Date(s) - April 9, 2017 - April 12, 2017
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Perhaps the most sorely underrated film of 2016, Martin Scorsese’s spiritual epicis simultaneously a work of finesse, subtlety, and matter-of-fact violence. A very faithful adaptation of Shusaku Endo’s acclaimed novel about 17th Century Catholic missionaries, interlopers in a country (Japan) that has decided to shut its doors on foreign influence, and which has resorted to brutal repression and torture to stamp out heretical beliefs.
By no means an apologia for Catholicism, which has of course been associated with bloody crackdowns of its own, the film is actually a sober, probing examination of faith, ego, cruelty and compassion. A passion project for Scorsese for decades, it goes right back to Harvey Keitel holding his fingers over a burning match in Mean Streets: “The pain in hell has two sides: the kind you can touch with your hand; the kind you can feel in your heart… your soul, the spiritual side. And you know… the worst of the two is the spiritual.”
“Two bearded Jesuits, idealistic Rodrigues (Andrew Garfield, wet-eyed and soulful) and his sturdy counterpart, Garupe (Adam Driver), make up an “army of two,” heading to a Japan shrouded in smoke and mystery. It’s partly the terrain of Scorsese’s beloved Akira Kurosawa—epics like Ran and Throne of Blood—and partly a natural paradise. (Cinematographer Rodrigo Prieto bathes the imagery in ashen grays and a rare, precious sunlight that struggles to penetrate the gloom.) The men seek their mentor, Ferreira (Liam Neeson), unheard of for years. Even as Silence sets up its simple imbalance of power, between well-intentioned but alien invaders hoping to spread the word of Christ, local potentates who hunt them down as fugitives, and the frightened religious converts in the balance, you can feel it easing toward a larger showdown.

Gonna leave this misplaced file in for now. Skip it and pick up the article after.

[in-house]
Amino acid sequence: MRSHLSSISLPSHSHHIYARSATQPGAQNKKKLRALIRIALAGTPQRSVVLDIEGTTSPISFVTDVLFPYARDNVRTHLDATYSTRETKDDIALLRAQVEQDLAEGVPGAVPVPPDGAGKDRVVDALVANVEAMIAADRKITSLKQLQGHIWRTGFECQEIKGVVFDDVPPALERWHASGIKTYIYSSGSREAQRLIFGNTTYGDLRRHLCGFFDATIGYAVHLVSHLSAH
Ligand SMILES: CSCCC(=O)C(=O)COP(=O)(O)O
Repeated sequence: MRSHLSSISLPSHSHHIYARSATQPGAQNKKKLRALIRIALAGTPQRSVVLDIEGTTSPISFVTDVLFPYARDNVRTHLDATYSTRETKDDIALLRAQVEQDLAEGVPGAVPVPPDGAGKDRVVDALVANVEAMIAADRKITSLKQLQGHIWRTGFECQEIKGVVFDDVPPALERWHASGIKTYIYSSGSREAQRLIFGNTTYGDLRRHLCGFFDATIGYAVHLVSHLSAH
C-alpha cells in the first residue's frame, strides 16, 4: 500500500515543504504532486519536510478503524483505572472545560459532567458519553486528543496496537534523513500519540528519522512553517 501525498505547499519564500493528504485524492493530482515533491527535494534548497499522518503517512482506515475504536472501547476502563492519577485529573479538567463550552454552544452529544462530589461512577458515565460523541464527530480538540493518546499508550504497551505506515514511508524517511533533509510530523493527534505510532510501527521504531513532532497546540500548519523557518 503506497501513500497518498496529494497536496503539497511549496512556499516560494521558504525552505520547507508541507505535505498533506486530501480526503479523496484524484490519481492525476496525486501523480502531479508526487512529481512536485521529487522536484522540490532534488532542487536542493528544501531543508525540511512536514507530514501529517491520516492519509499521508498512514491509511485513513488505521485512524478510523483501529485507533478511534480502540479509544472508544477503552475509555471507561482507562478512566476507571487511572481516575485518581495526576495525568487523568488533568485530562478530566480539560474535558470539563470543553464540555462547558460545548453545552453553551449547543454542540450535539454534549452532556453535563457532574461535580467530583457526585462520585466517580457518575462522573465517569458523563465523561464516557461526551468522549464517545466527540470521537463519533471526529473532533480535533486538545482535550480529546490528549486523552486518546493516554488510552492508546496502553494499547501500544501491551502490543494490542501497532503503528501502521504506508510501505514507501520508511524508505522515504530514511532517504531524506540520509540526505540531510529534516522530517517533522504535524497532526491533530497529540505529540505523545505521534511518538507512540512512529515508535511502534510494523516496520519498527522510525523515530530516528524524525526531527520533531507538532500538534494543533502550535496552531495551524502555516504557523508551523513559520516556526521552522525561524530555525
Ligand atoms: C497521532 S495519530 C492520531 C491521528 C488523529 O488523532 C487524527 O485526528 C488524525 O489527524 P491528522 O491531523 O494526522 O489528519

That clash is the one you’re waiting for, the one that turns Silence into a powerful, all-time statement on the threatening influence of colonization. It comes after the central pair is dealt multiple setbacks and split in half. Even as Rodrigues languishes in an outdoor prison—there’s a strong whiff of Apocalypse Now—Scorsese’s pear-shaped screenplay (well streamlined by Jay Cocks) foregrounds unusual internal battles: the purring Japanese inquisitor, Inoue (The Sun’s extraordinarily weird Issey Ogata), who sees in his captive a man worth psychologically snapping instead of martyring; and the weak local boatman, Kichijiro (Yôsuke Kubozuka), who pesters Rodrigues for an absolution he doesn’t deserve.
Does Silence ultimately hold on to its compassion? Undeniably, but this is a sophisticated film that dares to expose the breadth of cultural division. Scorsese has hit the rare heights of Ingmar Bergman and Carl Theodor Dreyer, artists who found in religion a battleground that often left the strongest in tatters, compromised and ruined. It’s a movie desperately needed at a moment when bluster must yield to self-reflection.” Joshua Rothkopf, Time Out New York
“A film for the ages.” Glenn Whipp, LA Times
The screening on Weds 12 April will feature an introduction by the Rev Gary Paterson of St Andrew’s Wesley Church.